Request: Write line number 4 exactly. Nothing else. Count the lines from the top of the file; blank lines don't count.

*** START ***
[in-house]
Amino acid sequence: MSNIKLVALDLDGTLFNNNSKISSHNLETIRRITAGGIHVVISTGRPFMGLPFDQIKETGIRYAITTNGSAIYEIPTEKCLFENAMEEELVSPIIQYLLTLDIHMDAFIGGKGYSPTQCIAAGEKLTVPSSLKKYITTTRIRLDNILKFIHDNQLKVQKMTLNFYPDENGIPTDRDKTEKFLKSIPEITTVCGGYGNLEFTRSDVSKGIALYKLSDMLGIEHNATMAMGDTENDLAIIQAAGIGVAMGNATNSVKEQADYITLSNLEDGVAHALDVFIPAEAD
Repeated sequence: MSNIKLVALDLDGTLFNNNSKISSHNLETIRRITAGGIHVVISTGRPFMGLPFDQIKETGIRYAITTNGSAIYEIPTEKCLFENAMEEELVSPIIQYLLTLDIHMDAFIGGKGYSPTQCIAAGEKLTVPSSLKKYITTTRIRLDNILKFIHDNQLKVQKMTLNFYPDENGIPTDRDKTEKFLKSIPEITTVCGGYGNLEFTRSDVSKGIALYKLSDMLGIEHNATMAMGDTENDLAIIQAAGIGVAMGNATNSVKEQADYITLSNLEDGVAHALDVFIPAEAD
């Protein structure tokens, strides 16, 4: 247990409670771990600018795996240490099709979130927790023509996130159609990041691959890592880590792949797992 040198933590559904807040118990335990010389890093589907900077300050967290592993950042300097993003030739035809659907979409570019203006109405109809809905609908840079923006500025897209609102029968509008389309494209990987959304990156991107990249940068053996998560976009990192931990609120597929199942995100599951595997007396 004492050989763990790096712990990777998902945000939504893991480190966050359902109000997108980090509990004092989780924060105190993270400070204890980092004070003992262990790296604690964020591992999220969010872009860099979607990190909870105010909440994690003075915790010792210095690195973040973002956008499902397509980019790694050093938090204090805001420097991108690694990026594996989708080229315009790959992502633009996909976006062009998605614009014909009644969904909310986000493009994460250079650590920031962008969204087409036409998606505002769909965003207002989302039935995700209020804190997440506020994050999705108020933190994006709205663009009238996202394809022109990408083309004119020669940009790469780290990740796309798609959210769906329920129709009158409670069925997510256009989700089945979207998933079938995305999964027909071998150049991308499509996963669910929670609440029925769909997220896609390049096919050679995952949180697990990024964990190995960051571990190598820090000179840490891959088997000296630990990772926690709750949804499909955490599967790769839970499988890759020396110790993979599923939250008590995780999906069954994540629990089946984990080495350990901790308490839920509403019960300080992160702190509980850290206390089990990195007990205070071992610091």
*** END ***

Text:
């Protein structure tokens, strides 16, 4: 247990409670771990600018795996240490099709979130927790023509996130159609990041691959890592880590792949797992 040198933590559904807040118990335990010389890093589907900077300050967290592993950042300097993003030739035809659907979409570019203006109405109809809905609908840079923006500025897209609102029968509008389309494209990987959304990156991107990249940068053996998560976009990192931990609120597929199942995100599951595997007396 004492050989763990790096712990990777998902945000939504893991480190966050359902109000997108980090509990004092989780924060105190993270400070204890980092004070003992262990790296604690964020591992999220969010872009860099979607990190909870105010909440994690003075915790010792210095690195973040973002956008499902397509980019790694050093938090204090805001420097991108690694990026594996989708080229315009790959992502633009996909976006062009998605614009014909009644969904909310986000493009994460250079650590920031962008969204087409036409998606505002769909965003207002989302039935995700209020804190997440506020994050999705108020933190994006709205663009009238996202394809022109990408083309004119020669940009790469780290990740796309798609959210769906329920129709009158409670069925997510256009989700089945979207998933079938995305999964027909071998150049991308499509996963669910929670609440029925769909997220896609390049096919050679995952949180697990990024964990190995960051571990190598820090000179840490891959088997000296630990990772926690709750949804499909955490599967790769839970499988890759020396110790993979599923939250008590995780999906069954994540629990089946984990080495350990901790308490839920509403019960300080992160702190509980850290206390089990990195007990205070071992610091």